Parsons Paris[edit]

In November 2012, The New School President David E. Van Zandt, formerly the Dean of Northwestern University Pritzker School of Law from 1995 to 2011, announced that the Parsons School of Design would open a new academic center called Parsons Paris in Paris in autumn 2013.[44] Located in the 1st Arrondissement of Paris, Parsons Paris is taught by French and European professors as well as visiting professors from around the world. The school offers a variety of bachelor's and master's degrees in design, fashion, curatorial studies and business. All classes are taught in English.[45]

Notable alumni[edit]

Parsons is known for being the alma mater to many influential theorists and practitioners in the field of art and design including Jasper Johns, Alexander Calder, Roy Lichtenstein, Norman Rockwell, Duane Michals, Ai Weiwei, Joel Schumacher, Peter de Sève, Julie Umerle, Sara Little Turnbull, and Danielle Mastrion.[citation needed] Designers Paul Rand and Mario Buatta also attended the school.

The school has educated some of the most famous designers in the fashion industry as well, including Donna Karan, Kay Unger, Scott Salvator, Marc Jacobs, Alexander Wang, Tom Ford, Anna Sui, Jason Wu, Narciso Rodriguez, Sophie Buhai, Jack McCollough and Lazaro Hernandez, Isaac Mizrahi, Samantha Sleeper, Irina Fedotova, Derek Lam, Prabal Gurung, Heron Preston, Jenna Lyons, Jo Copeland, Jasper Conran and Yeohlee Teng.[citation needed]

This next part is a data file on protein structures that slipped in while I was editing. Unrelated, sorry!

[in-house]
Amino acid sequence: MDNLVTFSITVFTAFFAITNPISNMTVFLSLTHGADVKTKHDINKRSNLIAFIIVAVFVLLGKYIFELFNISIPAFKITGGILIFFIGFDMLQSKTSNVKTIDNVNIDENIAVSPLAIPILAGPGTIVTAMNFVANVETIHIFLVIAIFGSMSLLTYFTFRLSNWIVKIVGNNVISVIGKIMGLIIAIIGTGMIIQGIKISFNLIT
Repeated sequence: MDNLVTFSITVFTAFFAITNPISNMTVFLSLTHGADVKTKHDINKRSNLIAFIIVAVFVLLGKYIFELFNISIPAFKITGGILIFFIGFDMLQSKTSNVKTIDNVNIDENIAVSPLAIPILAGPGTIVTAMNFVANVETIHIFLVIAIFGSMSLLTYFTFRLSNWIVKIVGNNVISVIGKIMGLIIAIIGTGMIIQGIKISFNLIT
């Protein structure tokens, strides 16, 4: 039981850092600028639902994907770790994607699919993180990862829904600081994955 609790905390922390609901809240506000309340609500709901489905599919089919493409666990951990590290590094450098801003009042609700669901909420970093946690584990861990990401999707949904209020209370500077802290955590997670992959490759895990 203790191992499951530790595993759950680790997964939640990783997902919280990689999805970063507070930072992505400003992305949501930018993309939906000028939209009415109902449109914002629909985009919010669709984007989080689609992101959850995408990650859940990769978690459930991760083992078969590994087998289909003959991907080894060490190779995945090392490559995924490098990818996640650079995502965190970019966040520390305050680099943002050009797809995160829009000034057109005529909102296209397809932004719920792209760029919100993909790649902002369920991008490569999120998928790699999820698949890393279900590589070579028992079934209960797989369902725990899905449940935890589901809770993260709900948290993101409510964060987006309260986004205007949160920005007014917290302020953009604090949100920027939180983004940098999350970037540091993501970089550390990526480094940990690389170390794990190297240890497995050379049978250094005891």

Notable alumni from famous families include Bella Hadid, Nicky Hilton Rothschild, Rina Bovrisse,[46] Sailor Brinkley Cook (daughter of Christie Brinkley), Brooklyn Beckham, and Alexandra von Fürstenberg.[47]

Student life[edit]

The Student Development and Activities is home to over 25 recognized student organizations throughout The New School that serves the five schools under the umbrella of The New School, including Parsons.[48] Parsons in particular is recognized for offering students access to connections and collaborations with other universities in New York, including Columbia Business School[49] and Cornell Tech.[50]

Publications[edit]

  • re:D is the magazine for Parsons alumni and the wider Parsons community, published by the New School Alumni Association.[51]
  • Scapes is the annual journal of the School of Constructed Environments.
  • The Journal of Design Strategies explores and documents collaborative work on the borders of management and design.[52]
  • The Parsons Journal for Information Mapping (PJIM) is published quarterly by the Parsons Institute for Information Mapping and focuses on both the theoretical and practical aspects of information visualization.[53]
  • BIAS: Journal of Dress Practice published by the MA Fashion Studies Dress Practice Collective started in the spring of 2013 and aims to join elements of "visual culture, fashion theory, design studies and personal practice through a variety of media."[54]